More recently, I have re-painted the dashboard of my 1968 MGC and this time the winter temperature forced me to carry out the process inside.

Firstly, don't tell the wife, I turned the central heating up in my workroom to the Max, masked all available surfaces with newspaper and watched the Temperature rise to 72 degrees on a thermometer.

I sprayed the dashboard longitudinally and allowed 10 minutes before spraying vertically. I waited another 10 minutes before spraying a third coat diagonally. Again I waited 10 minutes before applying the Heatgun. Playing the heat across the length of the dashboard for approx. 5 minutes, the paint suddenly starts to go Matt before the wrinkle slowly appears.

I honestly believe that this is the only way to achieve an original wrinkle finish that could be described as Concours. It is a long process but for the cost of one can (approx.
R Lynex

Stand by for results! The thing will happen this week-end! Will try to rememember to post pics of what comes out.

Pete
Pete

The advice I have heard is "build yourself a long cardboard box , give the dash a coat of primer then suspend it in the box with thin wire borrow the wifes hairdryers
cut holes and put one in each end and
another in the middle , spray the wrinkle
finish paint shut the flap down ,switch
on dryers and leave for 10-15 mins."

Never tried it myself.

Iain
I D Cameron

I tried the proper wrinkle paint in our 'snooker room' with the heater turned up to full *and* using a hairdrier, to no effect. Except to have my son complaining that he had to wash his balls afterwards.
Paul Hunt 2

Paul

A hairdrier just will not cut the mustard. There is not enough heat generated. You need a heatgun/paint stripper to get the temperature up to the required level.

Iain, I have tried your method of creating a 'tunnel'. The problem that occurs here is that you get localised heat spots where the hair driers are sited and less heat towards the middle.

There has to be even heat along the length of the dashboard else the 'wrinkle' will be uneven - been there, and got the T-shirt, baseball cap and propelling pencil!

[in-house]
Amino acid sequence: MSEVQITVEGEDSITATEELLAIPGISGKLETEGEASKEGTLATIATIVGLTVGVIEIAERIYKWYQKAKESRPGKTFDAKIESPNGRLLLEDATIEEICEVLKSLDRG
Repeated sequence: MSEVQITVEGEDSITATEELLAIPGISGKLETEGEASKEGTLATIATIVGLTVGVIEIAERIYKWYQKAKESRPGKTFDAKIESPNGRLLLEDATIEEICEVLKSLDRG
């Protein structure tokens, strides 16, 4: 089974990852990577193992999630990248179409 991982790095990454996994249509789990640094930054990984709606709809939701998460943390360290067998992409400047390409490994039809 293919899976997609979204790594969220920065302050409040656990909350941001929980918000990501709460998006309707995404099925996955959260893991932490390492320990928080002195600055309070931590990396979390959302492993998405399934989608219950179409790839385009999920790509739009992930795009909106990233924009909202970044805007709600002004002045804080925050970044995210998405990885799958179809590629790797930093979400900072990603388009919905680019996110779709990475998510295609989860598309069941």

Robert
R Lynex

"I sprayed the dashboard longitudinally and allowed 10 minutes before spraying vertically. I waited another 10 minutes before spraying a third coat diagonally. Again I waited 10 minutes before applying the Heatgun. Playing the heat across the length of the dashboard for approx. 5 minutes, the paint suddenly starts to go Matt before the wrinkle slowly appears."

Robert, that's EXACTLY the advice my guy gave me when I was trying to do mine myself and he seems to know what he's talking about.

He also said you want quite heavy coats. heavier than normal spray painting but obviously not so heavy it runs.

Simon
Simon Jansen

Yes Simon

The heavier the coats of paint, the thicker the 'wrinkle'.

Robert
R Lynex

The secret is to get the metal at a good room temp before spraying, put it in the house for a few days and keep the heating on 20 deg. Then wait the recommended time between coats. Mine was a real pro finish - may have been lucky!!!
Andrew

Serious question, would I need the heat gun if I was doing it in the California sun, ambient at about 80 degrees plus?
Regards
Tony
Tony Bates

Well, no pics because they do not show the results (or lack of) very well. Went through 4 cans of paint and stipped the dash twice. Final result was achieved by painting, waiting for parts of the dash to krinkle, and shooting more paint on the areas that did not behave. All the while chassing the paint with a heat gun. Not a job I am proud of, but the dash had to go in last week-end.


Pete
Pete

This thread was discussed between 18/05/2006 and 25/05/2006